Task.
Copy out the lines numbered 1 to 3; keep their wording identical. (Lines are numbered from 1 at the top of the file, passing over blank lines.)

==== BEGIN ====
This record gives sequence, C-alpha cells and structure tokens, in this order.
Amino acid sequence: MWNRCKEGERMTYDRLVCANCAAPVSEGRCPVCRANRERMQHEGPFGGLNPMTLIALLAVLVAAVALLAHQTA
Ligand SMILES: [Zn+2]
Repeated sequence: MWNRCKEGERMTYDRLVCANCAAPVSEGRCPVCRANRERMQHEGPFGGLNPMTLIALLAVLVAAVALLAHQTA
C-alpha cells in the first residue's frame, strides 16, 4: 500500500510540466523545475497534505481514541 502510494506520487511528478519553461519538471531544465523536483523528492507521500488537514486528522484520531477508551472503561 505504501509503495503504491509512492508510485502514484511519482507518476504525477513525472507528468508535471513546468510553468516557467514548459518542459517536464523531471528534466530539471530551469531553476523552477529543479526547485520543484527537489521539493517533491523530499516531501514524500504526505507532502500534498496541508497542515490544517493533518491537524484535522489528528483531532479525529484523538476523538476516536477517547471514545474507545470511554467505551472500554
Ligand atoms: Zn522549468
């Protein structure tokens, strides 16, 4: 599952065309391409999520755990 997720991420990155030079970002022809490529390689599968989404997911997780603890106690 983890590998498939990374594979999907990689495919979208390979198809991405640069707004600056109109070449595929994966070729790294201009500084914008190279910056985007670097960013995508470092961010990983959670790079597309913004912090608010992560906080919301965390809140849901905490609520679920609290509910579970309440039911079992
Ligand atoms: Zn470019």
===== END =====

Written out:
This record gives sequence, C-alpha cells and structure tokens, in this order.
Amino acid sequence: MWNRCKEGERMTYDRLVCANCAAPVSEGRCPVCRANRERMQHEGPFGGLNPMTLIALLAVLVAAVALLAHQTA
Ligand SMILES: [Zn+2]